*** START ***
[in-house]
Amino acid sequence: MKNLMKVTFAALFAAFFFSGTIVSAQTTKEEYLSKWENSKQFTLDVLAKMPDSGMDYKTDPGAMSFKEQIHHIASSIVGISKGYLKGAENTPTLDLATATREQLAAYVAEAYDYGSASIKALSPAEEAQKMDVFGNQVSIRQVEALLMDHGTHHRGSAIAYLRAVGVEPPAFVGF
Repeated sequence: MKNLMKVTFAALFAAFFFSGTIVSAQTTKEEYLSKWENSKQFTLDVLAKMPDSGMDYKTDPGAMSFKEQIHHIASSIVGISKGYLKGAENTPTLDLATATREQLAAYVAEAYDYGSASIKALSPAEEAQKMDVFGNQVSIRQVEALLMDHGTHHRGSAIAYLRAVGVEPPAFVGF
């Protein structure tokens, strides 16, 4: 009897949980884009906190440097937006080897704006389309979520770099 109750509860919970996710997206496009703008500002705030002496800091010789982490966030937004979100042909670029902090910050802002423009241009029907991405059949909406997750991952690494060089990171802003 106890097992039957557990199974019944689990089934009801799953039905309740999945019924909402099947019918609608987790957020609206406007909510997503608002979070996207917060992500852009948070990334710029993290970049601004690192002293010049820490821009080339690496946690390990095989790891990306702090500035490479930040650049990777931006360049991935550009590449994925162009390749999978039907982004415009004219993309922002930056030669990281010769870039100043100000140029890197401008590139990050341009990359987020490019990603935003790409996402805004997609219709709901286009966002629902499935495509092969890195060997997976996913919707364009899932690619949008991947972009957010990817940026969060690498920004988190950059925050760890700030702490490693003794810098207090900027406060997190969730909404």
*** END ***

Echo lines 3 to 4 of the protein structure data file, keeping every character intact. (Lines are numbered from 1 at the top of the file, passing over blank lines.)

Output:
Repeated sequence: MKNLMKVTFAALFAAFFFSGTIVSAQTTKEEYLSKWENSKQFTLDVLAKMPDSGMDYKTDPGAMSFKEQIHHIASSIVGISKGYLKGAENTPTLDLATATREQLAAYVAEAYDYGSASIKALSPAEEAQKMDVFGNQVSIRQVEALLMDHGTHHRGSAIAYLRAVGVEPPAFVGF
């Protein structure tokens, strides 16, 4: 009897949980884009906190440097937006080897704006389309979520770099 109750509860919970996710997206496009703008500002705030002496800091010789982490966030937004979100042909670029902090910050802002423009241009029907991405059949909406997750991952690494060089990171802003 106890097992039957557990199974019944689990089934009801799953039905309740999945019924909402099947019918609608987790957020609206406007909510997503608002979070996207917060992500852009948070990334710029993290970049601004690192002293010049820490821009080339690496946690390990095989790891990306702090500035490479930040650049990777931006360049991935550009590449994925162009390749999978039907982004415009004219993309922002930056030669990281010769870039100043100000140029890197401008590139990050341009990359987020490019990603935003790409996402805004997609219709709901286009966002629902499935495509092969890195060997997976996913919707364009899932690619949008991947972009957010990817940026969060690498920004988190950059925050760890700030702490490693003794810098207090900027406060997190969730909404």